Sarah Mercer talked about getting student narratives, and using these learning histories, in Graz, to inform planning and benefit the relationships we have with our learners. This example of ‘teaching as research’ uses students’ work, written at home about themselves to inform not only on language needs but also into a broader piece of research.
Rounding off was lovely Ema Ushioda who took us through the process of doing i-statement analysis, which contrasted with Mercer’s more holistic analysis to data. I-statements (not a new kind of designer sunglasses from apple) are a way of categorizing informant/student data. Again, it was good to have the change to have a go at doing this procedure. This would have been useful for systematizing my data analysis.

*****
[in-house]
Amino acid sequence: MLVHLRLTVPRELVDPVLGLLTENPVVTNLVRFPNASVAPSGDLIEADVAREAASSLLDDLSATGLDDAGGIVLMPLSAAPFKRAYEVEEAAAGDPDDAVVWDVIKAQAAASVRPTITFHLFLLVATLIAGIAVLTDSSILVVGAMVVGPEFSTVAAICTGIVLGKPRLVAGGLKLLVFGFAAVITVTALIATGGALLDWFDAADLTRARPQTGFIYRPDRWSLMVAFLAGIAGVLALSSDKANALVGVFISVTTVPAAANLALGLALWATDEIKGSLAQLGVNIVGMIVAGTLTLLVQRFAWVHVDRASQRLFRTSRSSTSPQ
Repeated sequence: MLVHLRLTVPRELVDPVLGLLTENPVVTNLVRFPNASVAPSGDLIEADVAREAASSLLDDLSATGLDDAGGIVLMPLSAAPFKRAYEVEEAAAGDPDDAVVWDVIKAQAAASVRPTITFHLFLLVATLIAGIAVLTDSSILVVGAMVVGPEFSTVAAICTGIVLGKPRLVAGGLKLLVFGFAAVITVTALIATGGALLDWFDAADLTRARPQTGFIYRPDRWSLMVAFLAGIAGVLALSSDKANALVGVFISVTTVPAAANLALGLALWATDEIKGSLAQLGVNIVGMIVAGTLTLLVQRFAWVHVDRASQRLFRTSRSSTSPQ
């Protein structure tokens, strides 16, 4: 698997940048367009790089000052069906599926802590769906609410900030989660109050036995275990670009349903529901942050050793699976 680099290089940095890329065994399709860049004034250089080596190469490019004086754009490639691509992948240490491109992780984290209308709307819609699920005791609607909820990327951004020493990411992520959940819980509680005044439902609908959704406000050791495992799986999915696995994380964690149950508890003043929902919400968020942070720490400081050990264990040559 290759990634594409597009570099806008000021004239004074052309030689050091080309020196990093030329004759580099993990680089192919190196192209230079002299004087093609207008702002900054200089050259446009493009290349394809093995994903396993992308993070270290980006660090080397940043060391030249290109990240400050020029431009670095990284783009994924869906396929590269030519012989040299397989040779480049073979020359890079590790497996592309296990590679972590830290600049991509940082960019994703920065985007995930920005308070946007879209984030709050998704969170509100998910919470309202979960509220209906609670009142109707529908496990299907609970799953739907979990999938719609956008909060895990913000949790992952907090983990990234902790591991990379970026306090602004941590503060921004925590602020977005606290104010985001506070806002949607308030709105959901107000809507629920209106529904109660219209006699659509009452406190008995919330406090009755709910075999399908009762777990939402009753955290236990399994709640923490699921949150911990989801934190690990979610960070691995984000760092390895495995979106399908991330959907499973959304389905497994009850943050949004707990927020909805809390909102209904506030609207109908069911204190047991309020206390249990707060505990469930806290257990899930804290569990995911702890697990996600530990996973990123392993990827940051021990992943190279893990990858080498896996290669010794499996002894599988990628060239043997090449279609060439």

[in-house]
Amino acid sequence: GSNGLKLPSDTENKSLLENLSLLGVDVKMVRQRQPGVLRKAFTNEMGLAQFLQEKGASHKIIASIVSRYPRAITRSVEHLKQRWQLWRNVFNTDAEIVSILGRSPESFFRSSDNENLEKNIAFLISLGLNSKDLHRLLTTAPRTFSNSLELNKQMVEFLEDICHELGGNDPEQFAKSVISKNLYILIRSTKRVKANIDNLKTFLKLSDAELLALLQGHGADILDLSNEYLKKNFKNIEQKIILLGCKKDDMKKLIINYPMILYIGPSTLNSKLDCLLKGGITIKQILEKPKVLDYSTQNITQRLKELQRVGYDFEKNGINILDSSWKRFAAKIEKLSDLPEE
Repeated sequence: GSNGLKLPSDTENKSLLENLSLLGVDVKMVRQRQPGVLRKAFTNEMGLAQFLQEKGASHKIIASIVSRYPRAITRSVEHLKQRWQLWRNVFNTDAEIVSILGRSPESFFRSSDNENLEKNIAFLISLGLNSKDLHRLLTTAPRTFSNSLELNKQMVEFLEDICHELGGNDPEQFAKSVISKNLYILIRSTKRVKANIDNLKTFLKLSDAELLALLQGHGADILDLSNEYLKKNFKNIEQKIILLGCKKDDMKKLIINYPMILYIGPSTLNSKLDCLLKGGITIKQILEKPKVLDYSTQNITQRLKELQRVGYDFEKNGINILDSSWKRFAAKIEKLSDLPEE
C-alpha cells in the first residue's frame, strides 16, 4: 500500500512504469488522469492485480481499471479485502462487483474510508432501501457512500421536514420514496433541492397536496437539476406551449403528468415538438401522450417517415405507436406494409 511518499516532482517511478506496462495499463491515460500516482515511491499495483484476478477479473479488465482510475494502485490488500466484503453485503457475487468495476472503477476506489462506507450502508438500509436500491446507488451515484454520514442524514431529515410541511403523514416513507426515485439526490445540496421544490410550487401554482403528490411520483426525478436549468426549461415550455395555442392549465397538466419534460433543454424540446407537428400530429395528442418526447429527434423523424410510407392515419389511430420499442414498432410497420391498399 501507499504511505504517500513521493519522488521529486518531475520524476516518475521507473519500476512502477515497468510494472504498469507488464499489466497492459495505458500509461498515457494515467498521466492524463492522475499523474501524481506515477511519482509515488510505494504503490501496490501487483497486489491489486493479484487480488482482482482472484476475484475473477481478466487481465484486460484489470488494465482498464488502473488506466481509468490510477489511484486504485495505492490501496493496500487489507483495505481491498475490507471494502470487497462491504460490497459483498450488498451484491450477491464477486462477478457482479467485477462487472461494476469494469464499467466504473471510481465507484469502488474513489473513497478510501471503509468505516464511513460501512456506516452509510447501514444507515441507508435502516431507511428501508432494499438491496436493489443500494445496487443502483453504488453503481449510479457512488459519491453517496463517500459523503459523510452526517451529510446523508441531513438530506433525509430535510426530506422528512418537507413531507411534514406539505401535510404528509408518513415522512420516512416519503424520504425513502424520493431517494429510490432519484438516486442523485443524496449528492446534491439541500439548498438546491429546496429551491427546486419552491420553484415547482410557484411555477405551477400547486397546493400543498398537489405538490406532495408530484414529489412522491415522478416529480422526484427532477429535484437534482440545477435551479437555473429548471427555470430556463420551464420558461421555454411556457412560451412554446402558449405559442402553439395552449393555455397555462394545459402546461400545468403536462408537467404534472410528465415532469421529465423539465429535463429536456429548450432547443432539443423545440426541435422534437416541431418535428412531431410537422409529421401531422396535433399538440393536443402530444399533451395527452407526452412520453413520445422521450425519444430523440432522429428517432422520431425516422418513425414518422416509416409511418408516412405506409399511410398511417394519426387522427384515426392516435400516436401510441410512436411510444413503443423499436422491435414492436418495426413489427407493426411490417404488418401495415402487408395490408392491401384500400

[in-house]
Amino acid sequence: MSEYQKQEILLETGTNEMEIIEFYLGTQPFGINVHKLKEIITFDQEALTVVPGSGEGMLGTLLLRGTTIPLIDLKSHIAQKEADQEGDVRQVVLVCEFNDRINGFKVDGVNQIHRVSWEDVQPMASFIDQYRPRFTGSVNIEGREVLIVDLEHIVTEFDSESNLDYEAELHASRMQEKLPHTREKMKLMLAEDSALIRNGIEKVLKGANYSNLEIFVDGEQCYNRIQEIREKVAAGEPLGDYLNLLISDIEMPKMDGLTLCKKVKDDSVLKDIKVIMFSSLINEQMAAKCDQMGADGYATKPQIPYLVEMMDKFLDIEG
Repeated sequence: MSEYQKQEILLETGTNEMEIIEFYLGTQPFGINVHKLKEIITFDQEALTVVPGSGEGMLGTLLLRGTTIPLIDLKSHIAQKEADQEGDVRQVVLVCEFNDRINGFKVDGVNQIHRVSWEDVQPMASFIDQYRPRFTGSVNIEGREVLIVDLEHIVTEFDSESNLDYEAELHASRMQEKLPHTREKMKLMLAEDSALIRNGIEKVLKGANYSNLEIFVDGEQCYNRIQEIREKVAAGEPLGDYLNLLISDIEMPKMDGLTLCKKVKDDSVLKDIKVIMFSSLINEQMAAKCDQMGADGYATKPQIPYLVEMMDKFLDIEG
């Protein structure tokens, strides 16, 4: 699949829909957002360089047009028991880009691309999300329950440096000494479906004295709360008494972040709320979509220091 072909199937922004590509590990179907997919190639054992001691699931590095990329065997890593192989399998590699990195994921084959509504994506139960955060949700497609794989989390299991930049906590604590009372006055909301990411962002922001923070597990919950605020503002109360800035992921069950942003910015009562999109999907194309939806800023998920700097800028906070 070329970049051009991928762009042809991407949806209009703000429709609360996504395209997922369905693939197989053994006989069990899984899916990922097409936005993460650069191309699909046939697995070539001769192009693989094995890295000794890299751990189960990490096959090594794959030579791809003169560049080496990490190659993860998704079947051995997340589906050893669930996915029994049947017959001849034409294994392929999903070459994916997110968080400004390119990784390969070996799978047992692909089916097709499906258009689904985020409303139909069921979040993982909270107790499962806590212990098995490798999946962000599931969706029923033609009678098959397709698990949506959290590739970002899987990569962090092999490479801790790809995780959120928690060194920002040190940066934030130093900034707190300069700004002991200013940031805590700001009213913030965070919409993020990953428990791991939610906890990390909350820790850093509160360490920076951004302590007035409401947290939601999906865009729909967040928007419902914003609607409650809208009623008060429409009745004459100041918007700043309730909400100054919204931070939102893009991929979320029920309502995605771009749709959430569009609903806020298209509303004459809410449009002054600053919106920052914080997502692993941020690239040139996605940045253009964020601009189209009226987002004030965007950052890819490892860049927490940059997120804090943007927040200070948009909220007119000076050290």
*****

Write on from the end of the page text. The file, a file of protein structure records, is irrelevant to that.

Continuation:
The noisy drama people next door, wow they sounded like they were having a hoot.
After a work meeting, and a nice meet, and remeet with lots of old faces from around the network. So many people whose names I knew but faces were unknown….bit embarrassing at times, but still very nice…. it was on to the North Star ELT Karaoke night with Nick Turner and briefly managed to shout buckfast at singer and pop start (and spy) Shell Terrell. We also got to see Jim Scriv, the Peach, Petya Pointer and many of the PLN / ELT Chat folk. Was fun but needed to eat…
Haggis for breakfast – yum!!
Monday, March 12, 2012
So, for the first time I get to join the great ELT flock and travel as part of the annual migration to a UK destination for IATEFL.
This year it's Glasgow. It's been ten years of wanting to go, not being able to afford to go, and good fortune that I am going this year. I'd like to be presenting something, but due to the last minute nature of it all won't be able to, I will find other ways to contribute. This blog post for one :)